I especially like the realism in his comments about the exporting of carbon usage to China (or other less developed countries) and then blaming those countries for their dramatic increase. This is an issue that is often overlooked in the discussion of curtailing carbon output in any individual country.READ MORE
Does the problem of ClimateGate bode ill for science as a discipline? This commentary from the Wall Street Journal thinks it might.
With science, the public accepts the reliability of the scientific method. We accept that results are checked and double-checked. We accept that there is repeated analysis and inspection on the problems and that if someone disagrees, there is a mature and reasonable discussion of the issues.
Obviously, the East Anglia CRU emails show that the discussion is not very open. It shows that some people are willing to go out of their way to discredit others. It also shows a general unwillingness to publicly display the technique used to arrive at a conclusion. This all goes against the scientific methodology.READ MORE
Is Scott Adams’ Dilbert making fun of the current ClimateGate controversy?
In ClimateGate, really smart researchers on the climate took a bunch of data and made some conclusions. They didn’t think their pointy-haired constituents that paid their salaries deserved to have all of the data – instead they gave us a thimble of the data. Of course, in their case they didn’t tell us to wear the thimble like a hat – they just said that we should trust them since they are scientists and know what is good for us. In fact that big pile of paper that Dilbert is carrying doesn’t exist from Paul Jones and his friends – they threw the pile of paper away and just left the thimble!READ MORE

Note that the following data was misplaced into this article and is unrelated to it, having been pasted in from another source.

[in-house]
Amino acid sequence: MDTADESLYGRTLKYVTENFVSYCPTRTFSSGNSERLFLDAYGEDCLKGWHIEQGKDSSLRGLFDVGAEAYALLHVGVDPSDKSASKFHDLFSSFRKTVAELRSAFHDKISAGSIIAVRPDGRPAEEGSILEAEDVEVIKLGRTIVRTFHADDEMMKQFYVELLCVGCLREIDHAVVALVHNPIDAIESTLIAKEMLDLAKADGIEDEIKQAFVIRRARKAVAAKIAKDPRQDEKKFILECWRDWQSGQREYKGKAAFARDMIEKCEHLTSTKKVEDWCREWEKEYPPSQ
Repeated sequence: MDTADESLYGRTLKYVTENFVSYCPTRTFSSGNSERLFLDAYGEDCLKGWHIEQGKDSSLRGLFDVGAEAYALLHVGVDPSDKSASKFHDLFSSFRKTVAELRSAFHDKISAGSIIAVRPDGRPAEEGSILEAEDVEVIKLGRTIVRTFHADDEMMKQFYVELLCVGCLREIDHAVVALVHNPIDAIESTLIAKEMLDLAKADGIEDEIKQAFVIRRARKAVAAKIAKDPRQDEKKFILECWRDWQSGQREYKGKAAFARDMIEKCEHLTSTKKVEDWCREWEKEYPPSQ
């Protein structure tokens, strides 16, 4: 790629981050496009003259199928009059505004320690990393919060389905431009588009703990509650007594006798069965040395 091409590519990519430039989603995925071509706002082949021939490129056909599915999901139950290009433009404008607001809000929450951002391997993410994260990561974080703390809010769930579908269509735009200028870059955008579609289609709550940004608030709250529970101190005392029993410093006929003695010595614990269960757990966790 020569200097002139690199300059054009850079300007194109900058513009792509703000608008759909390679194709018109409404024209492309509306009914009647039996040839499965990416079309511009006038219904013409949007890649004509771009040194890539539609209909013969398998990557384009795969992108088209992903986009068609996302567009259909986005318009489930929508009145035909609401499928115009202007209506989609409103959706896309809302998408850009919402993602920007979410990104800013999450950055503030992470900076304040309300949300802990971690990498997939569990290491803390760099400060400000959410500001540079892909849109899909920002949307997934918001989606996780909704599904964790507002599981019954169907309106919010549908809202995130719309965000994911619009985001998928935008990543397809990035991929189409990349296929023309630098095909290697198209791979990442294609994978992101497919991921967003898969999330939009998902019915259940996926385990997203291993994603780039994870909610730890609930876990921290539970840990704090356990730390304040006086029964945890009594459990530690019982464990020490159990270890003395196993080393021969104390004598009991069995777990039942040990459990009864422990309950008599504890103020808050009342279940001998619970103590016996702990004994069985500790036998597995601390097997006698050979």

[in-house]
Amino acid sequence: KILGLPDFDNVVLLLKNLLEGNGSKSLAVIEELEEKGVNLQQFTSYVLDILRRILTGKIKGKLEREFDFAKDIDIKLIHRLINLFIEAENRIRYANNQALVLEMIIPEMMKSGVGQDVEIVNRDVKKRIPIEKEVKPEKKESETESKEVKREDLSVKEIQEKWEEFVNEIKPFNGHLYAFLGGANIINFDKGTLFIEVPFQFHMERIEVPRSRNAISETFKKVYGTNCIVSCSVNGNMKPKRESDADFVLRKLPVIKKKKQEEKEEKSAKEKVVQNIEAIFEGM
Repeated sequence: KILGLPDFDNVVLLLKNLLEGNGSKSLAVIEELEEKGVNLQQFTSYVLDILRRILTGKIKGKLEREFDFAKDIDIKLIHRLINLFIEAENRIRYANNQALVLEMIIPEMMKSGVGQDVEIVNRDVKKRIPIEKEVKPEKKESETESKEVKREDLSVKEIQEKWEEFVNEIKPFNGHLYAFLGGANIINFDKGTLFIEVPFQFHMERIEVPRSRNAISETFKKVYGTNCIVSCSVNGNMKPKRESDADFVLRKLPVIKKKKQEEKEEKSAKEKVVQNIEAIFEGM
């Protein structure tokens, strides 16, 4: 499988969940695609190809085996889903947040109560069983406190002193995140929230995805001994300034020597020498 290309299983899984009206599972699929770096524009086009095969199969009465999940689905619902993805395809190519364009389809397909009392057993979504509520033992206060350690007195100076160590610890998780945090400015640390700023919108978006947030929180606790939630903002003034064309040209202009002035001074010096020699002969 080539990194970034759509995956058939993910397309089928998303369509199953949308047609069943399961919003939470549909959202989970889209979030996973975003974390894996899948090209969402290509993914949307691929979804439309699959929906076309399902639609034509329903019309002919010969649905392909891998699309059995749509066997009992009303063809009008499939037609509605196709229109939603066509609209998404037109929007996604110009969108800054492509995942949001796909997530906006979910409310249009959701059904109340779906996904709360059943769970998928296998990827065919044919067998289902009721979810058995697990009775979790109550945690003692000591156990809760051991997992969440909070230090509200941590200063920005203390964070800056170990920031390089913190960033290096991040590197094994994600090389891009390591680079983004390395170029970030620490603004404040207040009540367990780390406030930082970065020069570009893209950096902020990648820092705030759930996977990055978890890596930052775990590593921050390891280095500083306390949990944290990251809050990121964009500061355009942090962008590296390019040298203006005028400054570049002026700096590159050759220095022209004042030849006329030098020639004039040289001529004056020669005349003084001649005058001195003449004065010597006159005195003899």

While Rex doesn’t deliver a joke nearly as well as Jon Stewart, his analysis on the current scandal surrounding the emails that were “released” from CRU at East Anglia is very well delivered. I don’t have a transcript of his commentary to share but in the video below you will hear him speak of the lack of professionalism that is shown in these emails. That lack of professionalism does not include the informal banter of colleagues (which is totally appropriate) but rather the general sense that there is a withholding of evidence and truth from the process.
If you are not familiar with the work of Mr. Murphy, I suggest you jump over to his written commentaries that appear on the Globe and Mail.READ MORE